Without Gary Ott to speak for himself, judge delays decision on future of former county recorder

Ott has been held in hospital after violent outburst got him removed from long-term care facility. <br>

(Al Hartmann | Tribune file photo) Salt Lake County County Recorder Gary Ott, right, turns to listen to District Attorney Sim Gill speak on findings of the County Auditor's performance audit of his office Tuesday Oct. 4. Salt Lake County Council, behind.

West Jordan • A decision about who will be the permanent legal guardian of enfeebled former Salt Lake County Recorder Gary Ott has been delayed a month, along with a ruling over whether the news media will be allowed in court to observe the proceedings.

Because Ott is in an undisclosed hospital and did not attend a Wednesday court hearing, 3rd District Judge Bruce Lubeck said he felt uncomfortable making a decision that would impact the rest of Ott’s life without seeing him in person and evaluating whether his widely publicized mental decline rendered him unfit to have any say over the outcome.

“The statute says he has an absolute right to be here,” Lubeck said, even though there was a verbal consensus among Ott attorney Dara Cohen and lawyers for both Ott’s siblings and their adversary in the guardianship case, Ott girlfriend Karmen Sanone, that the former recorder’s presence was not necessary, given his diminished mental state.

“I have to choose whether there’s a guardian and who it ought to be. I can ask him that. He may tell me,” the judge said. “Until I get him here, I may not know. [Having him here] informs me on all sorts of levels about what I ought to do.”

Ott resigned Aug. 1 after Lubeck’s initial guardianship decision in favor of the recorder’s siblings. The family then negotiated an agreement for Ott to step aside after a year of fruitless entreaties for him to resign from Salt Lake County Mayor Ben McAdams and the County Council. The county agreed to pay 12 weeks salary — $35,000 — into a trust to be used for his ongoing care.

Lubeck learned only Tuesday afternoon that Ott would not attend the hearing, in part because of the earlier ruling making Ott’s brother and two sisters his temporary guardians and putting them in charge of his financial matters. But Lubeck had left Sanone in charge of Ott’s medical care.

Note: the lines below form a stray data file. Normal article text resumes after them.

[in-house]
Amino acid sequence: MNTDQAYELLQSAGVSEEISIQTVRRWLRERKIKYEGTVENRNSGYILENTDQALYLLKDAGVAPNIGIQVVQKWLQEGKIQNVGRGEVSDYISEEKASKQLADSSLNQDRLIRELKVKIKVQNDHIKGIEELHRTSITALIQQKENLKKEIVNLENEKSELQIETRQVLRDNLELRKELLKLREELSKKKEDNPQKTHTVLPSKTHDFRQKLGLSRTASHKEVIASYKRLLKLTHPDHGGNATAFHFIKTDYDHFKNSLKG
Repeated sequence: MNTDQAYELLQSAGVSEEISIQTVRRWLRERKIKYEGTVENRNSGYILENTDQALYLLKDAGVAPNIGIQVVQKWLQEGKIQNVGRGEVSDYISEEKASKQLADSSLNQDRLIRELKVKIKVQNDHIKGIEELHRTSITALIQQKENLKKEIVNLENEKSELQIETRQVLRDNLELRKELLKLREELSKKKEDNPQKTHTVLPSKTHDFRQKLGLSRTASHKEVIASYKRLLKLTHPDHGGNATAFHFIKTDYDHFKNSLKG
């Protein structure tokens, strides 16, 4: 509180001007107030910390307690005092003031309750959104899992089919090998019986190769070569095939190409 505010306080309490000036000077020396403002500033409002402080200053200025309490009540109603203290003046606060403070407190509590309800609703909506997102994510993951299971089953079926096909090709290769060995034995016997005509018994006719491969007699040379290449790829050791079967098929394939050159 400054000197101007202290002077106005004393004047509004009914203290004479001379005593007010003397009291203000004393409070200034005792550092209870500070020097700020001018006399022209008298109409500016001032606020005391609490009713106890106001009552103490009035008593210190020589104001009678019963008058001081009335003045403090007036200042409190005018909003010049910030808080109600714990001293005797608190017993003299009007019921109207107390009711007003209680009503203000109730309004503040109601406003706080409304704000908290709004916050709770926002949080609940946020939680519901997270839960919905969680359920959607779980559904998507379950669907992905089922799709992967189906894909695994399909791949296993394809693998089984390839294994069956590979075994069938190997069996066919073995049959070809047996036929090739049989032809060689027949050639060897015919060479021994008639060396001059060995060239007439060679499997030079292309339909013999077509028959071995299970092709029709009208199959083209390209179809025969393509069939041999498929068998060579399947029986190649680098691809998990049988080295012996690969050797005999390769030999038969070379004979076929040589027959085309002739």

That split authority prevented Ott’s siblings from checking him out of the hospital — where he has been since being forced to leave a long-term care facility after he smashed a television set and tried to put a nurse into a headlock. Only Sanone, as his court-appointed medical surrogate, had authority to move him.

Sanone maintained the hospital would not release Ott unless he had another facility to go to. She blamed his siblings’ tight financial controls with making it difficult to find a suitable place, a charge they denied.

Seeing the bind he had created, Lubeck reversed his earlier decision and put the siblings in charge of Ott’s overall medical care until the delayed hearing, now set for Oct. 12-13. Sanone believes she has that authority, due to an advanced medical directive that Ott signed before his mental-health problems became apparent, said her attorney, Aaron Bergman.

Lubeck also denied a request by Cohen to allow Ott’s guardians to sell his Salt Lake County home and to use the money to cover his future medical care. Again, the judge said he wanted to wait until hearing what Ott himself wants to do.

Cohen surprised Lubeck early in Wednesday’s proceedings when she withdrew a motion to close the guardianship hearing to reporters. She acknowledged her request probably would lose out to counterarguments by The Salt Lake Tribune, Deseret News, KTVX Good 4Utah News and The Utah Headliners Chapter of the Society of Professional Journalists and felt it was more important to spend time on the issue of Ott’s care.

Ott no longer watches television news or reads newspapers, Cohen noted, so the media’s coverage would not impact him.

Lubeck was not convinced, saying multiple times that he believes Ott’s right to privacy would be undermined if the hearing was open. “It seems that may cause him some damage even if he’s unaware of it,” he said, inviting all of the attorneys to opine on whether a judge can close the proceeding “even if everyone else wants it open.”

After initially saying he had no objections to opening the hearing, Bergman later changed positions after Sanone objected that some of her financial information could be disclosed in the hearing.

Nearly two dozen witnesses currently are scheduled to testify, although Lubeck pleaded with the attorneys to try to minimize the number.